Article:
WASHINGTON (Reuters) - The FBI will beef up its procedures for documenting and following up on investigative leads after mishandling detailed tips about the teenager who shot and killed 17 people at a high school in Parkland, Florida, a top official said on Wednesday.
Speaking publicly before a U.S. Senate panel for the first time since he was elevated to the No. 2 spot at the Federal Bureau of Investigation in January, Acting Deputy Director David Bowdich testified that his agency should have done more to investigate and respond appropriately to tips about alleged gunman Nikolas Cruz.
One of those tips, received in January just weeks before the shooting, came from a caller who warned the FBI she feared Cruz, 19, might try shooting up the school and had exhibited disturbing behavior, such as mutilating animals and expressing a desire to kill.
“Did the FBI reach out to law enforcement to give them a warning about Cruz?” Senate Judiciary Committee Chairman Charles Grassley asked Bowdich.
“Sir, we did not,” Bowdich said. “I do not know why the call taker did not do so.”
Wednesday’s hearing came as high school students across the United States walked out of their classrooms in protest to demand stricter gun laws.
The shooting in Florida has reignited a long-standing debate in Congress over gun control, with many young people calling on state and federal officials to take steps such as banning assault-style rifles, raising the age for purchasing firearms and improving the background check process.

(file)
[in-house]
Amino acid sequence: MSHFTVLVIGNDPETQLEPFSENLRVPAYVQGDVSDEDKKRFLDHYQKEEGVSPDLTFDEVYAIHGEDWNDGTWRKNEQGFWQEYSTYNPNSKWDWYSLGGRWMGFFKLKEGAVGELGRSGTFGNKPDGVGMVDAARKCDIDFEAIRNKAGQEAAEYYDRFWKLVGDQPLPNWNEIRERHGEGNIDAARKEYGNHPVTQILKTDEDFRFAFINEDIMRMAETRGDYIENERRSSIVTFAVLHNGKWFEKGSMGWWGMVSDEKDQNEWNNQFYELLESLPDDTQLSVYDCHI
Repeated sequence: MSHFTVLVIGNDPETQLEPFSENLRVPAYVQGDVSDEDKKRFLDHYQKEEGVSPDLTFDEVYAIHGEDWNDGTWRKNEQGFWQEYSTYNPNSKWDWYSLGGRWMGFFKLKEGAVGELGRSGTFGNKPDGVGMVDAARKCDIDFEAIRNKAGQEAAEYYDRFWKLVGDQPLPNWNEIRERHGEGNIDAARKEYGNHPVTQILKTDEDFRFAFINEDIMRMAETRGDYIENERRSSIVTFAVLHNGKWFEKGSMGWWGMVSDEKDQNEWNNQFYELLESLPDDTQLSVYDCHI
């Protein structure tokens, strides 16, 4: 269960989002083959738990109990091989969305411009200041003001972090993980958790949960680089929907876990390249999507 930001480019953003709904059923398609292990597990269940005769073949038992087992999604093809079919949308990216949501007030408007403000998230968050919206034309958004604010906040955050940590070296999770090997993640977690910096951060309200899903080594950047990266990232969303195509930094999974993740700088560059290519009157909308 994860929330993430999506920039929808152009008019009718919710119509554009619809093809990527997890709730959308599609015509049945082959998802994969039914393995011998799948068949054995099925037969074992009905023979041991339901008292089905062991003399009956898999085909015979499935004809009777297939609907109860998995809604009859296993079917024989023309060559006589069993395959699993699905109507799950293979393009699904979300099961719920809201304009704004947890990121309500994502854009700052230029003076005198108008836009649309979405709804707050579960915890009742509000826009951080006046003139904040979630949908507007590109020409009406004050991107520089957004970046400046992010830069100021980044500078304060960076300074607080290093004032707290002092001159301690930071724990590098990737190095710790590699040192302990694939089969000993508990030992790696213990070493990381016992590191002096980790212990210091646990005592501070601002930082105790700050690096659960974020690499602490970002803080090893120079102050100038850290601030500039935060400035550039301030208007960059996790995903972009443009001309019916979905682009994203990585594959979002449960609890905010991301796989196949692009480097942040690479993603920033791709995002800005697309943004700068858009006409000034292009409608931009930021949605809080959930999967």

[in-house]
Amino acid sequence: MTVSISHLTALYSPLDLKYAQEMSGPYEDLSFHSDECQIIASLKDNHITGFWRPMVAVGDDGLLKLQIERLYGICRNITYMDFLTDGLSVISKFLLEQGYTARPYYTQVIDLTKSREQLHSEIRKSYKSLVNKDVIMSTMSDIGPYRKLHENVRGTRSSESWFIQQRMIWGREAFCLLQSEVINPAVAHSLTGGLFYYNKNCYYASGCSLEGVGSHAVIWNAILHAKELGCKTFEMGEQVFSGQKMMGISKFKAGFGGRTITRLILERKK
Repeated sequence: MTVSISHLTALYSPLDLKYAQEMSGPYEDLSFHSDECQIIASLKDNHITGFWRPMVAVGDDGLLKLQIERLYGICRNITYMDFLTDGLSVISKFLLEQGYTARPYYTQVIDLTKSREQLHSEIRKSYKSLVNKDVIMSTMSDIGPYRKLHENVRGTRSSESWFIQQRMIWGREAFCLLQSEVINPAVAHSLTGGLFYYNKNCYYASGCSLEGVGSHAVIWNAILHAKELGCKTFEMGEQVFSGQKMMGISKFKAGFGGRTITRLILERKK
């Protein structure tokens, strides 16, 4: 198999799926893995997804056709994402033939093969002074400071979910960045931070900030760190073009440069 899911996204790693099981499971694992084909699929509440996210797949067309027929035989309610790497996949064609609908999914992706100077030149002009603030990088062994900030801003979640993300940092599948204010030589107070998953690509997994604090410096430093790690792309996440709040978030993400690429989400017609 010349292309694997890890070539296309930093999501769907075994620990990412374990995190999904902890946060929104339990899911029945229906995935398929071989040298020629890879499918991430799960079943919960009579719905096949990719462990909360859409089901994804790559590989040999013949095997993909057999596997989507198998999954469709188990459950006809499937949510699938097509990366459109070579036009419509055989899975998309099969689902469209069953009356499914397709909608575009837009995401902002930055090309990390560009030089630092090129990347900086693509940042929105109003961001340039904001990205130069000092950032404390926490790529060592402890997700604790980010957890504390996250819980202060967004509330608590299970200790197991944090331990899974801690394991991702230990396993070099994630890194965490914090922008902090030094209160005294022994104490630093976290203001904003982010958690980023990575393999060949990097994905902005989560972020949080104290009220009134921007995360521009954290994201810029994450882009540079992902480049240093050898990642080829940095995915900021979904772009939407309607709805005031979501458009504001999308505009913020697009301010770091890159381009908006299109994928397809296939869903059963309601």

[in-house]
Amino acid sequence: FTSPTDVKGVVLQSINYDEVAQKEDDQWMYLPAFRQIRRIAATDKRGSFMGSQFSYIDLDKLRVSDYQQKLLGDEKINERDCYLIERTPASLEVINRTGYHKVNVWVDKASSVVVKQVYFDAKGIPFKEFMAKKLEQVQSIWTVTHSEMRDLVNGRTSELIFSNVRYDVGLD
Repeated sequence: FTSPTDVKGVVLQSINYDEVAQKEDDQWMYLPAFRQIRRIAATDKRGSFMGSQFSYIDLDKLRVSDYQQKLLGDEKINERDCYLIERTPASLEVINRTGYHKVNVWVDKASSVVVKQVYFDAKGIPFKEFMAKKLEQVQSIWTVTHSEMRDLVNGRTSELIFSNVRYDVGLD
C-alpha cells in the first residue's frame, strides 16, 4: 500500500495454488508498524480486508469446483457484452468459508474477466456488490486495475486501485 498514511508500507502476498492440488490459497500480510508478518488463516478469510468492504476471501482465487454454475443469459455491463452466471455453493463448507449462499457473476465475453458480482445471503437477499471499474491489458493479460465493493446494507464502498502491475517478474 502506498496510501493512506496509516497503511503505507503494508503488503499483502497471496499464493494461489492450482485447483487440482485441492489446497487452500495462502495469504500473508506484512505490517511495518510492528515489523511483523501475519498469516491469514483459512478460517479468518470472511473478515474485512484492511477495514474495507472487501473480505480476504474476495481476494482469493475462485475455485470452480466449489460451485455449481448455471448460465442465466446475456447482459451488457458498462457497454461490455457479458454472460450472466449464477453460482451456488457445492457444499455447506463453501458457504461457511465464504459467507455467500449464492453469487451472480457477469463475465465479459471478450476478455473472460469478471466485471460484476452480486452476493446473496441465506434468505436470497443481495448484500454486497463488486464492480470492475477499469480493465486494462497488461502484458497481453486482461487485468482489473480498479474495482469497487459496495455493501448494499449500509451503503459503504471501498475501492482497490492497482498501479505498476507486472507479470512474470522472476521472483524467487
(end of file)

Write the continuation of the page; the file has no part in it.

But despite overwhelming public support for stricter gun laws, many of the bills in Congress still remain in limbo - including one bipartisan measure with 69 co-sponsors that would strengthen a national background check for gun ownership.
“Politicians are petrified by the National Rifle Association,” Democratic Senator Dick Durbin of Illinois said Wednesday, sparking applause from a packed crowd that included protesters with signs lambasting the NRA.
Republican lawmakers on Wednesday were particularly critical of the FBI, as well as Florida officials, for not acting on tips or ensuring that Cruz received treatment for mental illness.
“At all levels, law enforcement must explain what went wrong,” Grassley said.
Bowdich said some preliminary findings and recommendations have been issued since the incident.
It was still not clear how the call taker at the FBI presented the Cruz tip to her supervisor before it was dropped, but the process will be improved going forward, Bowdich said.
Reporting by Sarah N. Lynch; Editing by Tom Brown